Glamping opens up the bush to beginners

Sophie Tarr

(Australian Associated Press)

I am, by and large, a happy camper.

I spent my formative years chasing wild deer away from open tins of baked beans; wading through streams in hopes of encountering leeches; and chasing the dream that is successfully locking one’s elder sister inside a dome tent using nothing more than a hair elastic.

Not so my beloved, whose concept of a back-to-nature experience involves swapping his morning Weet-Bix for granola.

And so it is in the spirit of compromise that we pack ourselves into our humble Yaris for a decidedly on-road adventure.

It will be our first weekend away in almost two years, and our last before we are due to wed in the spring. Both of us could use a holiday.

We are bound for the Thou Walla Sunset Retreat at Soldiers Point, Port Stephens. Less than three hours’ drive north of Sydney, it is one of a growing number of glamping destinations popping up along the NSW coast.

Thou walla – pronounced “dha walla” – is a Worimi word meaning “meeting or gathering place”. The Worimi people have lived in and around this area for centuries, and only a few weeks before our stay the state government declares almost six hectares of land at Soldiers Point an official Aboriginal place, in recognition of its special significance to the Worimi community.

Somewhere between a campsite and a laid-back seaside resort, Thou Walla offers 10 safari tents set amongst lush native gardens and promises an escape from the city for couples who don’t know their pegs from their poles. (There are also one- and two-bedroom villas and cottages on offer for those unwilling to go full canvas.)

Our tent is perfectly positioned. I’ve barely set down my overnight bag but with one look at the view – our flyscreen “windows” look directly out onto the marina and the water beyond – I’m ready to go exploring.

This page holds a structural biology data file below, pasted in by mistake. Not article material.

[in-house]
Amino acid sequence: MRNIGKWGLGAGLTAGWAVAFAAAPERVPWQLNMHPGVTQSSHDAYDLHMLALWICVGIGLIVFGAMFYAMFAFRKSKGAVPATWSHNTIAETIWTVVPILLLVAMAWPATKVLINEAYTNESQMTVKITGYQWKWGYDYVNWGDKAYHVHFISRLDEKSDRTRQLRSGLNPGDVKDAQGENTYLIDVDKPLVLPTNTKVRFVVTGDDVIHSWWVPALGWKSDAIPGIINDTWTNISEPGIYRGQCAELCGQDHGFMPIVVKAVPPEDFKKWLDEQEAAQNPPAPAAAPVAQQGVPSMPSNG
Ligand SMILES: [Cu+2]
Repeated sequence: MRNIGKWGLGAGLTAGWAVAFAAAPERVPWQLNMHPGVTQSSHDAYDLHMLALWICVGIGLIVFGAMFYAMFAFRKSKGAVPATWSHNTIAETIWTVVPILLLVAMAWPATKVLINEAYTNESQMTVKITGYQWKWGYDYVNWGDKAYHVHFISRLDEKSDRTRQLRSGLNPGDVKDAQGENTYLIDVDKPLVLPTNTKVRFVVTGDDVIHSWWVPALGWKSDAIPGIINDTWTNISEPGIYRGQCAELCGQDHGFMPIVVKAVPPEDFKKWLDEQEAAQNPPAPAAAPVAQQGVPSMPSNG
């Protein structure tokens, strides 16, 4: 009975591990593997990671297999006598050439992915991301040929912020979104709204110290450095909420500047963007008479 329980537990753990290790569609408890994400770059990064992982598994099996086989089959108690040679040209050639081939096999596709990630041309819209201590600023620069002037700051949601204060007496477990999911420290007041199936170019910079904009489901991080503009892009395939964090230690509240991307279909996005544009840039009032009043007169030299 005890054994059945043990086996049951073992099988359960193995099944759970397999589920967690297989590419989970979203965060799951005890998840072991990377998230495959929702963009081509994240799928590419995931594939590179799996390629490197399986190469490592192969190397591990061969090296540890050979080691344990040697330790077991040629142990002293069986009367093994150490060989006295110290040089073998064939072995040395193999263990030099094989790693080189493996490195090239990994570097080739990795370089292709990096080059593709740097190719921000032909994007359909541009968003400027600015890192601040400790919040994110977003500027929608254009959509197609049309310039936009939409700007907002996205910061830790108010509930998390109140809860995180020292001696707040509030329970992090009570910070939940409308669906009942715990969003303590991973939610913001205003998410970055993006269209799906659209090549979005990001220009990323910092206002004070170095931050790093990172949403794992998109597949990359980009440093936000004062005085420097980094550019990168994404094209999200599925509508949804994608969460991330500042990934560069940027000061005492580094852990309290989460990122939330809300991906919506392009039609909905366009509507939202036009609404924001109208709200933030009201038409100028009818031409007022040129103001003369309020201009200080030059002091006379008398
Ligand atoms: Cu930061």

My fiance, who has already kicked off his shoes and settled in on the massive daybed on our private timber deck for a spot of Candy Crush, needs a little more convincing.

I hustle him away from the tent and we meander down to a nearby wooden pier to watch the sun set over the Karuah River and dangle our feet over the edge in silent contemplation.

It is the kind of peace I’ve rarely found outside midsummer trips to far-flung beaches and it is broken only by the sound of my partner’s stomach rumbling – a reminder we have a dinner reservation.

We make our way to The Point, which sits atop the marina just footsteps away from Thou Walla, and could hold its own alongside Sydney’s waterside dining offerings.

One hundred-and-eighty-degree views of the water compete for our attention with the food itself.

The Sea Breeze cocktail is sweet but not saccharine, and the Tasmanian salmon melts in my mouth.

My fiance finishes his cannelloni – baked eggplant, capsicum, spinach, pine nut and fetta in a white miso sauce – and then eyes his empty plate with a look I fear signals he is about to lick it.

I hiss at him that I still have time to call off the wedding and he wordlessly pushes it away.

By the time we have polished off dessert – a buttery rhubarb and apple crumble – we are so overstuffed that it’s all we can manage to stagger back up to our tent and fall into our king-sized bed.

Between the fireplace and the flat-screen TV, it’s easy to forget we’re supposed to be roughing it.

But a whiff of the compost toilet in our ensuite is enough to jog my memory, and the birdcall that cuts through the thin walls of our tent takes me straight back to childhood trips out bush.

And in the morning I wake to find fiance back on our deck, looking out across the river, with nary a smartphone in sight.

IF YOU GO

GETTING THERE: Soldiers Point is under three hours’ drive from Sydney, and only 15 minutes by car from the popular seaside resort town of Nelson Bay. The Port Stephens region is serviced by Newcastle Airport, which offers connections to east coast capital cities and some regional centres, including the Gold Coast, Dubbo and Taree.

STAYING THERE: Thou Walla Sunset Retreat offers safari tent accommodation as well as villas and cottages for those who want a more traditional weekender experience. With only 10 tents available, reservations are recommended (www.twsr.com.au).

PLAYING THERE: Hop on a quad bike or even a camel to explore the nearby Stockton Bight Sand Dunes, the longest moving sand dunes in the southern hemisphere. These other-worldly dunes reach heights of over 30 metres.

* The author was a guest of Thou Walla Sunset Retreat.

 

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